A buffer overflow is an unexpected behavior that exists in certain programming languages. This book provides specific, real code examples on exploiting buffer overflow attacks from a hacker's perspective and defending against these attacks for the software developer.
*Over half of the “SANS TOP 10 Software Vulnerabilities” are related to buffer overflows.
*None of the current-best selling software security books focus exclusively on buffer overflows.
*This book provides specific, real code examples on exploiting buffer overflow attacks from a hacker's perspective and defending against these attacks for the software developer.
Hacking is the art of creative problem solving, whether that means finding an unconventional solution to a difficult problem or exploiting holes in sloppy programming. Many people call themselves hackers, but few have the strong technical foundation needed to really push the envelope.
Rather than merely showing how to run existing exploits, author Jon Erickson explains how arcane hacking techniques actually work. To share the art and science of hacking in a way that is accessible to everyone, Hacking: The Art of Exploitation, 2nd Edition introduces the fundamentals of C programming from a hacker's perspective.
The included LiveCD provides a complete Linux programming and debugging environment–all without modifying your current operating system. Use it to follow along with the book's examples as you fill gaps in your knowledge and explore hacking techniques on your own. Get your hands dirty debugging code, overflowing buffers, hijacking network communications, bypassing protections, exploiting cryptographic weaknesses, and perhaps even inventing new exploits. This book will teach you how to:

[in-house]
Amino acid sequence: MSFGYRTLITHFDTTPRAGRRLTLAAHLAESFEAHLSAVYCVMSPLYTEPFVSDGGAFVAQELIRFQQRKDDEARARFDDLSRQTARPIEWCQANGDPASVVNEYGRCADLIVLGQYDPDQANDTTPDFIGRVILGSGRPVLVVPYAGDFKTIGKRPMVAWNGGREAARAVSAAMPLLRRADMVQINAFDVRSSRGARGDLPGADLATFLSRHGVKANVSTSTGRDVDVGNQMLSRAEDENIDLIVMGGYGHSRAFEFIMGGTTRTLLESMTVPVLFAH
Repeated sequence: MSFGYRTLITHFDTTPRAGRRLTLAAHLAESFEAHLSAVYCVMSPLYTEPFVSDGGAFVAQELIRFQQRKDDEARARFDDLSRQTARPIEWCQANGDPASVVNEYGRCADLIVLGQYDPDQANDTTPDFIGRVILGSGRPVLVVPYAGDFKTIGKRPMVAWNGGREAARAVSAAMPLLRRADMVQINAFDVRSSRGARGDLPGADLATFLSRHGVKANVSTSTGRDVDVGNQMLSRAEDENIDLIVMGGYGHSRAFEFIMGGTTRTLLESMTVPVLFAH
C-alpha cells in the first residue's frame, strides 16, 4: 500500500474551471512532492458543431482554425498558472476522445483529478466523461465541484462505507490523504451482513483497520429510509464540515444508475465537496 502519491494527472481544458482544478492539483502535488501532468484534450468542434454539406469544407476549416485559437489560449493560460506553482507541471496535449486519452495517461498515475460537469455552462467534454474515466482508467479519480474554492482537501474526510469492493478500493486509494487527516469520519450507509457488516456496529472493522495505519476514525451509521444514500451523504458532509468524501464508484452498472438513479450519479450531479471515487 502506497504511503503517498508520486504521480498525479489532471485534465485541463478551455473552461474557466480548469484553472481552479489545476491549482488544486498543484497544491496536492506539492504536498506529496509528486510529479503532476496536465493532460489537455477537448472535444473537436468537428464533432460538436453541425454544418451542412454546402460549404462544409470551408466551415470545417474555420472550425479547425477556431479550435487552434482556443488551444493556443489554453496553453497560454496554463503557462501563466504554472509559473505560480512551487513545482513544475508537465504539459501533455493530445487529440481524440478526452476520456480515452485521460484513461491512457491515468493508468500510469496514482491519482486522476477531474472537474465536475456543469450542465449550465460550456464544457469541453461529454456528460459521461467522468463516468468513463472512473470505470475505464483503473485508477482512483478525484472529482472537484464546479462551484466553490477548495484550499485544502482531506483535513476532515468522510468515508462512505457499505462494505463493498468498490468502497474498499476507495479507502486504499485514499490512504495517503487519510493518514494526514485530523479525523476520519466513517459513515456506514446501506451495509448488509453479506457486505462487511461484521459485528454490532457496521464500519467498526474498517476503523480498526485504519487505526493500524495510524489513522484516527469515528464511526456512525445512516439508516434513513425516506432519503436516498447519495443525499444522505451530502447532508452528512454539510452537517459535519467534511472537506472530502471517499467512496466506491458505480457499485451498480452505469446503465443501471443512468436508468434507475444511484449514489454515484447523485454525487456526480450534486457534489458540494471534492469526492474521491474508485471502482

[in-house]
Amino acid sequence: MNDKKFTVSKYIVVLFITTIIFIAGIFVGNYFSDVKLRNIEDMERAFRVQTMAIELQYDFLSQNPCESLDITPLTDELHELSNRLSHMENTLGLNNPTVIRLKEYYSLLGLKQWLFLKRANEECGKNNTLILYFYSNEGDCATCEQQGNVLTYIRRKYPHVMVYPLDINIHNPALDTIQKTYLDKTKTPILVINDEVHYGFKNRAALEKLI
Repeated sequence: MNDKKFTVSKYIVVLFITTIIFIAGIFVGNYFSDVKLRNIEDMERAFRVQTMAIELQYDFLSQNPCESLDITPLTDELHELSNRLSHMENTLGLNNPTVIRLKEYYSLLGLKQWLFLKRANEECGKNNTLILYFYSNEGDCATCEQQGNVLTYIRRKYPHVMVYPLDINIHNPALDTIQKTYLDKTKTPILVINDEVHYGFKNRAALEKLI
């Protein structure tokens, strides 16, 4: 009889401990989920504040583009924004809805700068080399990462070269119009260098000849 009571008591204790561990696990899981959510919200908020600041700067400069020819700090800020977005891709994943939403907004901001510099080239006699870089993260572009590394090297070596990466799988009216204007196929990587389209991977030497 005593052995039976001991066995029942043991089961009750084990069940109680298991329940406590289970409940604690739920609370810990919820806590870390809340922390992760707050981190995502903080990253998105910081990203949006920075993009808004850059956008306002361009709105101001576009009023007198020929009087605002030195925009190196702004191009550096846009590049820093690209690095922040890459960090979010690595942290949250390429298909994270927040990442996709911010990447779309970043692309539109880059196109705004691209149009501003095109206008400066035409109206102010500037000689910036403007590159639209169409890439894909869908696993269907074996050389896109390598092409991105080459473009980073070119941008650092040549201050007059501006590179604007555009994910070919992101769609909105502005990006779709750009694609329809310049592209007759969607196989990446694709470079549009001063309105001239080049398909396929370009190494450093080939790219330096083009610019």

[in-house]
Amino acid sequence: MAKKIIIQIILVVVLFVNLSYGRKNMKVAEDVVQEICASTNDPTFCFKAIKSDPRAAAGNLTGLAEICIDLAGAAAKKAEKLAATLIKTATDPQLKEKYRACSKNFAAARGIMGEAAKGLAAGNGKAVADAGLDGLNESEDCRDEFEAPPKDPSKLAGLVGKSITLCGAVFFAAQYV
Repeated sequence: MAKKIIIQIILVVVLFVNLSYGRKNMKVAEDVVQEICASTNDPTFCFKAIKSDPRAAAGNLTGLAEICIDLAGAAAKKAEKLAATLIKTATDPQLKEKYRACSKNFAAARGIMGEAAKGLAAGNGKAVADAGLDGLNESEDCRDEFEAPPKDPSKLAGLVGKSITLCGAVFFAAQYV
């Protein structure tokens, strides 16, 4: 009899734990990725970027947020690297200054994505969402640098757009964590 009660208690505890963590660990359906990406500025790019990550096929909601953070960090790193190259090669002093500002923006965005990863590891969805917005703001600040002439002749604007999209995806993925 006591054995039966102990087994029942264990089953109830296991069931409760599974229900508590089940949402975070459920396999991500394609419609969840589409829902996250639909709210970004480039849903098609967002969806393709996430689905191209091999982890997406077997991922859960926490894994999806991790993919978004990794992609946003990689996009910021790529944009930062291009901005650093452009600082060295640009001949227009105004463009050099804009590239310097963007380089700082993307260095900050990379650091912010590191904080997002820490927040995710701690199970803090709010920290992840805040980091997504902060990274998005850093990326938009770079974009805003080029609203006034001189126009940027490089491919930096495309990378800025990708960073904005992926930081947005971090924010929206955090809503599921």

Program computers using C, assembly language, and shell scripts
Corrupt system memory to run arbitrary code using buffer overflows and format strings
Inspect processor registers and system memory with a debugger to gain a real understanding of what is happening
Outsmart common security measures like nonexecutable stacks and intrusion detection systems
Gain access to a remote server using port-binding or connect-back shellcode, and alter a server's logging behavior to hide your presence
Redirect network traffic, conceal open ports, and hijack TCP connections
Crack encrypted wireless traffic using the FMS attack, and speed up brute-force attacks using a password probability matrix